The Master of Misdirection

Every year, it seems the World Cup is the biggest show on earth. Flags from many nations fly from automobiles and porches in multicultural countries such as England and Canada. We all love the country of our heritage, or at least most of us do, but that is changing in the United States. Anarchist professors have made significant inroads in universities and pump into the minds of naïve students the “evils” of the country’s founding principles. Sadly, most cable news networks share the same leftist bent and proclaim America’s “sins” to the world—based, of course, on their editorial boards’ ideas of “sin.” Our politicians do a fine job of that, as well, all on their own.

The United States is not alone in its changing values. Australia, Canada, and the United Kingdom are seeing their traditional principles turned upside down, and their people—especially their youth—turned increasingly against their own heritage. However, it would appear that there is still resistance, a cultural war in the United States and the United Kingdom, whereas that conflict appears to be lost in other countries.

Gerald Weston

Satan is a master of the art of divide and conquer, and he is also a master at stirring up emotions to suit his plans. Americans were deeply affected by the terrorist attacks of September 11, 2001. Churches saw a surge in attendance for a few weeks and many prayers were offered, but patriotism quickly proved itself a poor substitute for repentance, and since then America has been deeply divided. On one side are promoters of political correctness, some of whom despise American values. On the other are those who wrap themselves in their patriotism and in the United States Constitution and its founding principles. Many of the latter group seek a country that once again recognizes God, family, and certain standards of behavior. It is an emotional war, and this is where we must be on guard.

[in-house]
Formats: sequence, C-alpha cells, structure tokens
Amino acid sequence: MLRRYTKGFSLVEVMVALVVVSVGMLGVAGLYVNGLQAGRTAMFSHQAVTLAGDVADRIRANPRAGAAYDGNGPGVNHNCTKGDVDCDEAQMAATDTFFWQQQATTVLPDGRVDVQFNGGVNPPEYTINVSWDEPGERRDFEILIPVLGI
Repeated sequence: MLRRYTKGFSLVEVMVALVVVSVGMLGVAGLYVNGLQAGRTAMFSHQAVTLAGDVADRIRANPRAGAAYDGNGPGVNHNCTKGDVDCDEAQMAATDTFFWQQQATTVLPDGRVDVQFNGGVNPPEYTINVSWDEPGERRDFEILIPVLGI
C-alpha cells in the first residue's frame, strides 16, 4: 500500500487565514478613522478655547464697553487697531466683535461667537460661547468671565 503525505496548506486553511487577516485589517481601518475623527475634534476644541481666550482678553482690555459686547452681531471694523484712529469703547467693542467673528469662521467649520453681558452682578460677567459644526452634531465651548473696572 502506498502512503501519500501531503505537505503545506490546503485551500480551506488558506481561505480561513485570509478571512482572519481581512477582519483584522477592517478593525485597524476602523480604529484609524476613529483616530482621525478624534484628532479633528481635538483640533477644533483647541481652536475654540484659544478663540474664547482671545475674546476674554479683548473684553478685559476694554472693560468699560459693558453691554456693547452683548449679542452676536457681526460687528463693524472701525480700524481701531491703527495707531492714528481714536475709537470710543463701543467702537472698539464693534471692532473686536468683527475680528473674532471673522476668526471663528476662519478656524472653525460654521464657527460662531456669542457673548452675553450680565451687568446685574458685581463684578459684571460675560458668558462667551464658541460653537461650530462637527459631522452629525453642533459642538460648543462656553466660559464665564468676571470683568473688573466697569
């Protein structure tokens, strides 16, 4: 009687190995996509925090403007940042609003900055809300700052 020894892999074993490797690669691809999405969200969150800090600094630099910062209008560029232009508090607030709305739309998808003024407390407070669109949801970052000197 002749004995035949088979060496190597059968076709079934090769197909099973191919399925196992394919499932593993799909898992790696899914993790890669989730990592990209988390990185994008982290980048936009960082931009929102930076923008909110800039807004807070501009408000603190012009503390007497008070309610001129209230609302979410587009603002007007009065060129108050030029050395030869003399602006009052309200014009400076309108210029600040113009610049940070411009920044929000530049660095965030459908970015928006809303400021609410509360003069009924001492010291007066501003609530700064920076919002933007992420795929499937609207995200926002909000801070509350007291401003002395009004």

Were We Ever a “Christian Nation”?

The devil who directs the course of this world does not care what side we are on as long as he can use this cultural war to stir us up emotionally to “miss the mark.” The founding fathers of the United States were men of faith, as imperfect as they were. They looked to the Bible as a guiding light, and this influenced the way they wrote America’s founding documents. This is a matter of history, in spite of the way in which many institutions of higher learning, politicians, and pundits wish to rewrite that history. But there is a danger here for those who know the truth of Scripture. While man-made documents may have been influenced to some degree by biblical values, they are not the Bible. The United States Constitution is not found in the Bible—nor is the English Bill of Rights, the Canadian Charter of Rights, or any other national document.